People working with SharePoint come from a .NET background, and for most of them when first introduced to SharePoint, they have no idea of the monster they are about to confront.
Specially because they are put in SharePoint projects without a previous training, the result: they end hating SharePoint, and I don’t blame them (I hated SharePoint for a long time, but it’s a fine line between love and hate ).
So here comes a little explanation of the SharePoint Architecture and how it integrates with IIS and ASP.NET.
SharePoint Services are the heart of any SharePoint implementation. It has 3 components:
- One and ONLY one configuration Database.
- One or more Content Databases
- One or more Web Servers.
The configuration Database is the heart of any SharePoint farm, it contains the majority of the farm configuration, including web applications configuration, logging and reporting, farm topology, services on servers, antivirus, content databases, authentication and much more.
The content database stores all the content of the site, including documents in libraries, data in lists, user names and privileges, etc.
There is one content database per Web Application. The web server will be responsible to receive the user requests, the web server will connect to a database in order to get the data that will be returned and displayed in the client page.
SharePoint Integrates with Internet Information Services (IIS) and ASP.NET. It is designed and implemented on top of IIS and extends the ASP.NET framework:
When SharePoint is implemented, two virtual servers are created in the IIS. On of them is for SharePoint Administration and the other one for the final user.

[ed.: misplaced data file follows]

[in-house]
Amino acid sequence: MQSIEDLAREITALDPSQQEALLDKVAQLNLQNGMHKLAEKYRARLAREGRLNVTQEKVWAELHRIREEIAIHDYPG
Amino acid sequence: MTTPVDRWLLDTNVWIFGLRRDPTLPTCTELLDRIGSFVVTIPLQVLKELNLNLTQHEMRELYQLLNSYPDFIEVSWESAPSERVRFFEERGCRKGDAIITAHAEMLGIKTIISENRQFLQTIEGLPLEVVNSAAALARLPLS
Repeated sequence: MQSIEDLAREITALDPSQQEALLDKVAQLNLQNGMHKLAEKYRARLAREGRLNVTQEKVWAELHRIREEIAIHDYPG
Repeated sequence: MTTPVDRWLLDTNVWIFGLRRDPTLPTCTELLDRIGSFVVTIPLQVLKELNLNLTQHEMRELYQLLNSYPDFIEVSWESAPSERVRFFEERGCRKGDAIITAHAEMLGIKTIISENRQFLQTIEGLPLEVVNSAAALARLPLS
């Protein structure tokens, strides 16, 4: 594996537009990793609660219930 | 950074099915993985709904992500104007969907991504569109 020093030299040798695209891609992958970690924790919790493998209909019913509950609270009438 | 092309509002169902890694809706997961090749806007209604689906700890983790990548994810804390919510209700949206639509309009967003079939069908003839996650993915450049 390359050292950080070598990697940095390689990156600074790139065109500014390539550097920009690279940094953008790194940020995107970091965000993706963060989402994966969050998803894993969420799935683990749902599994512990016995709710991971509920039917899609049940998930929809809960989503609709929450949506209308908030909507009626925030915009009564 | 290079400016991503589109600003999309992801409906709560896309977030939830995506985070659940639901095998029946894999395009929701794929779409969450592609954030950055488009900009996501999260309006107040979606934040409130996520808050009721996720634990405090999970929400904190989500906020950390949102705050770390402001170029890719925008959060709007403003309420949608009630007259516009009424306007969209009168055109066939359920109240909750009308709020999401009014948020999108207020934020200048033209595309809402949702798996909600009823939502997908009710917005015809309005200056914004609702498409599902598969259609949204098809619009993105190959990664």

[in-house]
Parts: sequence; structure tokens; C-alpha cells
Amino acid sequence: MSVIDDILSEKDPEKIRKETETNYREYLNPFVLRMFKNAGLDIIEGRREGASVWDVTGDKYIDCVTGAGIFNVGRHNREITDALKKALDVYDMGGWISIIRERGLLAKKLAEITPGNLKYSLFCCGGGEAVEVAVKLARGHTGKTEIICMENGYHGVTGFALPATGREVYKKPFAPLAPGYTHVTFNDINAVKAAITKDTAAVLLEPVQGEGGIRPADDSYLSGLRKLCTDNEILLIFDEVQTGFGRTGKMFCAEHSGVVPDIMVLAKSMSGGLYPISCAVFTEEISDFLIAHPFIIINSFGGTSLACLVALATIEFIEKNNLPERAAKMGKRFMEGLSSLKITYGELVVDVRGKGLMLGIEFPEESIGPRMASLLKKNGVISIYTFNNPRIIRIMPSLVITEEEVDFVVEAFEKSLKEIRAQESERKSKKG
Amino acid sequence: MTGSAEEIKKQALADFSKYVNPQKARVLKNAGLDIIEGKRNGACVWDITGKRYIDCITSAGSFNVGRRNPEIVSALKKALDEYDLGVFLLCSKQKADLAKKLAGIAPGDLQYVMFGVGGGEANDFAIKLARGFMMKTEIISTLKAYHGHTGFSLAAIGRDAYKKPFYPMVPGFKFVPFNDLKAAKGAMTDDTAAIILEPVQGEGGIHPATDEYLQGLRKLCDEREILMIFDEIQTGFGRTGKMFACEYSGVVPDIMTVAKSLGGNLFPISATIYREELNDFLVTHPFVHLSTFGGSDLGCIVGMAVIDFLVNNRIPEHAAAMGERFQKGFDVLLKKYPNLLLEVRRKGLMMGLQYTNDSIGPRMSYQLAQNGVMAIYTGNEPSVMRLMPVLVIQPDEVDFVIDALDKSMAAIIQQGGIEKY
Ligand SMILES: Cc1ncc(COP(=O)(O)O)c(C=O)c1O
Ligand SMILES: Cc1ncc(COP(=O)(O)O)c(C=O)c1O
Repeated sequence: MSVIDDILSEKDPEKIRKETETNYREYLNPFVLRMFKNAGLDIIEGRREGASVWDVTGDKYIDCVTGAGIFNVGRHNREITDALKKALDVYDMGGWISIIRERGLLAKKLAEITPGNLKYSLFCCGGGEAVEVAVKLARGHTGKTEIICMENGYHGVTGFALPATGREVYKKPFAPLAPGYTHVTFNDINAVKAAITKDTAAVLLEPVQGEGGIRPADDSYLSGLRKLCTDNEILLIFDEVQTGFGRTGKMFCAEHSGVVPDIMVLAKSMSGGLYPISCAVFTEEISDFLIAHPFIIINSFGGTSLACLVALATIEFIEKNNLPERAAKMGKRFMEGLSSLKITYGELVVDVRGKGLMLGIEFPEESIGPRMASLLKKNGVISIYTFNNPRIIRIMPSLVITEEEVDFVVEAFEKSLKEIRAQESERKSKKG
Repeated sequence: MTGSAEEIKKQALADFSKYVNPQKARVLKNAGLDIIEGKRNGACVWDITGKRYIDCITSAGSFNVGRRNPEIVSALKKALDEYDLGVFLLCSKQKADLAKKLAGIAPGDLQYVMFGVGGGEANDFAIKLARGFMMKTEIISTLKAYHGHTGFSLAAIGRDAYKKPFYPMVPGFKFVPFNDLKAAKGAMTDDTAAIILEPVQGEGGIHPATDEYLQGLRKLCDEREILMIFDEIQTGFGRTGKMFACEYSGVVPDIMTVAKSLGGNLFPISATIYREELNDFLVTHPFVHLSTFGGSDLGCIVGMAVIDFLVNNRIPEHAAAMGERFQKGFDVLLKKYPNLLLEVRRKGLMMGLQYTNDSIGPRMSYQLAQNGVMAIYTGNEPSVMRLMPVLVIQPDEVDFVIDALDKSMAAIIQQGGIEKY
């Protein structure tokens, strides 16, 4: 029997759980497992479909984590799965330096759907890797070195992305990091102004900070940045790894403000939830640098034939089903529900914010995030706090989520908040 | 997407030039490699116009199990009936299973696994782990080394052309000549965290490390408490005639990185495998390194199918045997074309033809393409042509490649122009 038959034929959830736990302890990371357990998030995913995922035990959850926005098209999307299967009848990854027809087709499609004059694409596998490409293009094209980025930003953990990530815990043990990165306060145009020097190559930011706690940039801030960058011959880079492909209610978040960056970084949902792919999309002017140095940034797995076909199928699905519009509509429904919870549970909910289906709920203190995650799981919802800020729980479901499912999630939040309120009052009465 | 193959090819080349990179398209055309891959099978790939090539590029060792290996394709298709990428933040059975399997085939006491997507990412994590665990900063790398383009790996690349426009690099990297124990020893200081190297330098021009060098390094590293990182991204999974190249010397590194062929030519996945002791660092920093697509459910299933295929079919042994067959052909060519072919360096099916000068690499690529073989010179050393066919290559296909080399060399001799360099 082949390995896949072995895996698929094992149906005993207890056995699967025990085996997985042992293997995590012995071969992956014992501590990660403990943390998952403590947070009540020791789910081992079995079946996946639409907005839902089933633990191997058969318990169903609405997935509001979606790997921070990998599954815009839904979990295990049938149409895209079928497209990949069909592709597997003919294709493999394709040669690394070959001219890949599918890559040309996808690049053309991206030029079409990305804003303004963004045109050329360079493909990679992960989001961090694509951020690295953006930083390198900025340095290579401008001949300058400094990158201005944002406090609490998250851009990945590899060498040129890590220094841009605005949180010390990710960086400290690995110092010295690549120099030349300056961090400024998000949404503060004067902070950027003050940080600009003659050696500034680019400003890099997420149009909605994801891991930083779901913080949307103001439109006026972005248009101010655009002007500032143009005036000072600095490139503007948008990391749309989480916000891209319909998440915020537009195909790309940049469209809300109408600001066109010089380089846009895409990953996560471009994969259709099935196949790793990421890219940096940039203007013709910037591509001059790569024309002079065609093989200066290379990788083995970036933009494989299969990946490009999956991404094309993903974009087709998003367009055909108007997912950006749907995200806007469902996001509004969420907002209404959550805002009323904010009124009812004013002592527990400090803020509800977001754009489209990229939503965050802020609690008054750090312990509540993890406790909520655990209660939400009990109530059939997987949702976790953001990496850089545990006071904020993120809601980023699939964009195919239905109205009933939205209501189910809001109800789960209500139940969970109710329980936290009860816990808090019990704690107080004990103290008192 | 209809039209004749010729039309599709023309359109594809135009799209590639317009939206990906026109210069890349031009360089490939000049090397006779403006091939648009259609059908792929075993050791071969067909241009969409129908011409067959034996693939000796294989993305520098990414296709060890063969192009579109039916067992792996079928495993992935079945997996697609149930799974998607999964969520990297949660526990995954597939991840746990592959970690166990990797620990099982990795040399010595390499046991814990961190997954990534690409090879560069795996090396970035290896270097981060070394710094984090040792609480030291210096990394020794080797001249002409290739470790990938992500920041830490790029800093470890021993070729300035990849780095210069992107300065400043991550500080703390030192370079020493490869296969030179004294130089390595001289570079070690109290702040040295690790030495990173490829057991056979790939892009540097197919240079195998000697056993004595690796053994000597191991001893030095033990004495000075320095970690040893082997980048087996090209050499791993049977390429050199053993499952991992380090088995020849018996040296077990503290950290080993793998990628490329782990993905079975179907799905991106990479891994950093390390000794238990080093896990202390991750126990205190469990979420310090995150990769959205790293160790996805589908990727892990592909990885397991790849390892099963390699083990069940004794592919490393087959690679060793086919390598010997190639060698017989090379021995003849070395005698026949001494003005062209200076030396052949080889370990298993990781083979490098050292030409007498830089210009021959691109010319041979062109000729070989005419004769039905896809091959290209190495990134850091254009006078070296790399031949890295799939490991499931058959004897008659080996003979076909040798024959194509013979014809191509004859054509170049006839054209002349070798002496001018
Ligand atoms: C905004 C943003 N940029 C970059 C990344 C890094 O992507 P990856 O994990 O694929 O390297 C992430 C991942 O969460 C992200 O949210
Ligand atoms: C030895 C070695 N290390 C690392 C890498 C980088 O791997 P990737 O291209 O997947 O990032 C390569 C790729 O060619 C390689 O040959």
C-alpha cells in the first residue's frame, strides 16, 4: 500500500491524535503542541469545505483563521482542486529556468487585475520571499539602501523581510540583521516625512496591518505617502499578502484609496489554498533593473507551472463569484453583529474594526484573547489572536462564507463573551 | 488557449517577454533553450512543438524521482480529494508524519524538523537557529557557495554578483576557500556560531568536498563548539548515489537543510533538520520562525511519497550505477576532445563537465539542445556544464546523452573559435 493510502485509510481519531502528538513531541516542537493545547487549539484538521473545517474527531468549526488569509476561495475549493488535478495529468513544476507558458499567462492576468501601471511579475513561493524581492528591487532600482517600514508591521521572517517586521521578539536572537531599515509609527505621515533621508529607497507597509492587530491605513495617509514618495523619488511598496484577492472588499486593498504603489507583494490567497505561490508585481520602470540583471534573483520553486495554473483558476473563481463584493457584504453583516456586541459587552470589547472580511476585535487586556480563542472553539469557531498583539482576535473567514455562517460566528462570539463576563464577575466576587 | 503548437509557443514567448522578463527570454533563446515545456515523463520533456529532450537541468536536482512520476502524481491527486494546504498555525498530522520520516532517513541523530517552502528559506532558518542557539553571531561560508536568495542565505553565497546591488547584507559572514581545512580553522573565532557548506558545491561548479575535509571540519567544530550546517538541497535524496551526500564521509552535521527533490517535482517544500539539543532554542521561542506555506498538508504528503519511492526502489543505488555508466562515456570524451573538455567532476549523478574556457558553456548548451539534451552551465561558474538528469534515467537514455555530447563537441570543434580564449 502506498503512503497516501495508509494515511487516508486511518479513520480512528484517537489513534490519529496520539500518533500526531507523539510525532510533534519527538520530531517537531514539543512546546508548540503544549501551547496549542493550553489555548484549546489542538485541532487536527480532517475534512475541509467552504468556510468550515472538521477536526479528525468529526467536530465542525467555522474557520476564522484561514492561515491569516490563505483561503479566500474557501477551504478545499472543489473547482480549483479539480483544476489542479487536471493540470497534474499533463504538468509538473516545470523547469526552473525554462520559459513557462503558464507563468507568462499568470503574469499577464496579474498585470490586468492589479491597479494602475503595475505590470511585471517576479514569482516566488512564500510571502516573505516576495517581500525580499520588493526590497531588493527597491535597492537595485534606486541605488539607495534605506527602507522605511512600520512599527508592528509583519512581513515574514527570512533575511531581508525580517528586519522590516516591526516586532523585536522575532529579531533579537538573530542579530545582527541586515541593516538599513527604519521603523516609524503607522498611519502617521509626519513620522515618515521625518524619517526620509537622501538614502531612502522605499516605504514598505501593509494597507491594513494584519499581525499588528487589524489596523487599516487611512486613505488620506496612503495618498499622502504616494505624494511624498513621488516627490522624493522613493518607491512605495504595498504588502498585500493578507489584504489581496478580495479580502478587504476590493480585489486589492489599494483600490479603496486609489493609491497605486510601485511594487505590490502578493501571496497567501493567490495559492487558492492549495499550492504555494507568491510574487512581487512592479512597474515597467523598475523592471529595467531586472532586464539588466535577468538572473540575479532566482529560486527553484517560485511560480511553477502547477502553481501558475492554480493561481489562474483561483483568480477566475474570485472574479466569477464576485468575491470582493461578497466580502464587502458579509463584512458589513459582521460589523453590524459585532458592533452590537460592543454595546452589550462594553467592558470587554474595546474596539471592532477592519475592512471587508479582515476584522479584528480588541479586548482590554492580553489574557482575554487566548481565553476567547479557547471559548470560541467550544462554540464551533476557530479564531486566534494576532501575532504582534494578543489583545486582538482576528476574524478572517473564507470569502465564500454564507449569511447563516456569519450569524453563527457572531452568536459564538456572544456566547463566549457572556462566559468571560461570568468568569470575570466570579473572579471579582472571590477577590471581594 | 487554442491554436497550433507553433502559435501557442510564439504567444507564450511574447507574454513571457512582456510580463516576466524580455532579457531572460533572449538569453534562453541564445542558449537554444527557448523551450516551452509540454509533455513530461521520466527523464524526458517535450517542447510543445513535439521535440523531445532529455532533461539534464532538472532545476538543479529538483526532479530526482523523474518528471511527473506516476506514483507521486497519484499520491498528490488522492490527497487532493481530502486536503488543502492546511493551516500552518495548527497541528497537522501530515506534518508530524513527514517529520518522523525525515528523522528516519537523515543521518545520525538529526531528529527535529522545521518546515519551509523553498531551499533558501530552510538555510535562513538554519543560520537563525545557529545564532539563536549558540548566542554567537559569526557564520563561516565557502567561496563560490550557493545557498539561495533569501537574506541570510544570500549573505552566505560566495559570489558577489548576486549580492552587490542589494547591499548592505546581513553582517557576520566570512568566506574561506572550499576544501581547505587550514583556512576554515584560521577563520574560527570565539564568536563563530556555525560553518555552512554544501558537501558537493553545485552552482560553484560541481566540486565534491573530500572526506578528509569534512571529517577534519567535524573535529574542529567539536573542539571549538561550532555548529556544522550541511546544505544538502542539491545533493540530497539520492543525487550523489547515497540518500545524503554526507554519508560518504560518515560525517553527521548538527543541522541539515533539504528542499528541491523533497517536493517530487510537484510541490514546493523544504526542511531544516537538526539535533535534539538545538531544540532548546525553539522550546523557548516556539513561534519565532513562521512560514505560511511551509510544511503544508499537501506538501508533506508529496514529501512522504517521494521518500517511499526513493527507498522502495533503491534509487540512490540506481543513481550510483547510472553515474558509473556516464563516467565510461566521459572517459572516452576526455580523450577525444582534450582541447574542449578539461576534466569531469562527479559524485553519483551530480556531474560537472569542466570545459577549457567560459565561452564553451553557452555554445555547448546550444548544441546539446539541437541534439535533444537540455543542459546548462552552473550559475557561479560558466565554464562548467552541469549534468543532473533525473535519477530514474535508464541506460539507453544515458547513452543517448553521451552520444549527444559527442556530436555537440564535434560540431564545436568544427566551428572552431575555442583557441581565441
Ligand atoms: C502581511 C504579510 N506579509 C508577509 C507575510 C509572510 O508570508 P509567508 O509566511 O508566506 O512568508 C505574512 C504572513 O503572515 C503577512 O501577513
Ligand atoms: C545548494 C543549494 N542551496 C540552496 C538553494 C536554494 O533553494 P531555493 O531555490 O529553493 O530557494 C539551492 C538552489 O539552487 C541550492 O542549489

For every new Windows SharePoint Services Web application created, one new virtual server will be created in the IIS, it also involves some changes to the file system and the IIS metabase on each front-end Web server. In a Web farm environment, these changes are automatically mirrored across each front-end Web server in the farm by the Windows SharePoint Services runtime.
Once a Web application is created, it is no longer necessary to touch the file system or IIS metabase of the front-end Web server when creating, updating, and deleting sites or site collections. The Windows SharePoint Services architecture makes it possible to provision new sites and site collections simply by adding entries to the configuration database and a content database. It is this aspect of the Windows SharePoint Services architecture that gives it significant management and provisioning advantages over ASP.NET.
For an extended explanation of IIS and ASP.NET concepts related with SharePoint click here:
For an extended explanation of the SharePoint Databases click here.
Conclusion: SharePoint Services expands and diversifies itself as a Web development platform through integration with. NET Framework on its own functionality. Understanding this architecture will help you determine how to develop applications on the SharePoint.